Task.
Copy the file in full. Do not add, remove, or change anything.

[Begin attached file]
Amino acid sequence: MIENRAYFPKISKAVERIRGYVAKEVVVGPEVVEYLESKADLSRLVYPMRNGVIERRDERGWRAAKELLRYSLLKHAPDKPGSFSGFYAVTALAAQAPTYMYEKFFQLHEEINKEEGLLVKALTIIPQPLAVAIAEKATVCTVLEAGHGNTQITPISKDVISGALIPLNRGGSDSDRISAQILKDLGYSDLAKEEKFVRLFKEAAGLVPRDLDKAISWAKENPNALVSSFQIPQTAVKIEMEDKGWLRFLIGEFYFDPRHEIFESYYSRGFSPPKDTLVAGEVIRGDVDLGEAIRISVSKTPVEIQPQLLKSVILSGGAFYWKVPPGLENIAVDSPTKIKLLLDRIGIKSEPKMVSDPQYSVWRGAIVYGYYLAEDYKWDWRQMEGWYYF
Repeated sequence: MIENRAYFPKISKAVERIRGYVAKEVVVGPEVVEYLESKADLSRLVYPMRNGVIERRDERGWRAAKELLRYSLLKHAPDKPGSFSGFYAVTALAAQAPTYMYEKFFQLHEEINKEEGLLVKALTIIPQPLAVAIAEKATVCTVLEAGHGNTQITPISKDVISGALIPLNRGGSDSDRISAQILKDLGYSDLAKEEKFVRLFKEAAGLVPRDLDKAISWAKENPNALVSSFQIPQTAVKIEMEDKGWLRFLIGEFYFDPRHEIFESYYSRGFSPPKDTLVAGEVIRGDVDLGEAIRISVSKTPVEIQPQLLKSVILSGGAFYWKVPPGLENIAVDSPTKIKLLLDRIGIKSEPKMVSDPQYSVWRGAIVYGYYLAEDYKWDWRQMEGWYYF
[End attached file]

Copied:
Amino acid sequence: MIENRAYFPKISKAVERIRGYVAKEVVVGPEVVEYLESKADLSRLVYPMRNGVIERRDERGWRAAKELLRYSLLKHAPDKPGSFSGFYAVTALAAQAPTYMYEKFFQLHEEINKEEGLLVKALTIIPQPLAVAIAEKATVCTVLEAGHGNTQITPISKDVISGALIPLNRGGSDSDRISAQILKDLGYSDLAKEEKFVRLFKEAAGLVPRDLDKAISWAKENPNALVSSFQIPQTAVKIEMEDKGWLRFLIGEFYFDPRHEIFESYYSRGFSPPKDTLVAGEVIRGDVDLGEAIRISVSKTPVEIQPQLLKSVILSGGAFYWKVPPGLENIAVDSPTKIKLLLDRIGIKSEPKMVSDPQYSVWRGAIVYGYYLAEDYKWDWRQMEGWYYF
Repeated sequence: MIENRAYFPKISKAVERIRGYVAKEVVVGPEVVEYLESKADLSRLVYPMRNGVIERRDERGWRAAKELLRYSLLKHAPDKPGSFSGFYAVTALAAQAPTYMYEKFFQLHEEINKEEGLLVKALTIIPQPLAVAIAEKATVCTVLEAGHGNTQITPISKDVISGALIPLNRGGSDSDRISAQILKDLGYSDLAKEEKFVRLFKEAAGLVPRDLDKAISWAKENPNALVSSFQIPQTAVKIEMEDKGWLRFLIGEFYFDPRHEIFESYYSRGFSPPKDTLVAGEVIRGDVDLGEAIRISVSKTPVEIQPQLLKSVILSGGAFYWKVPPGLENIAVDSPTKIKLLLDRIGIKSEPKMVSDPQYSVWRGAIVYGYYLAEDYKWDWRQMEGWYYF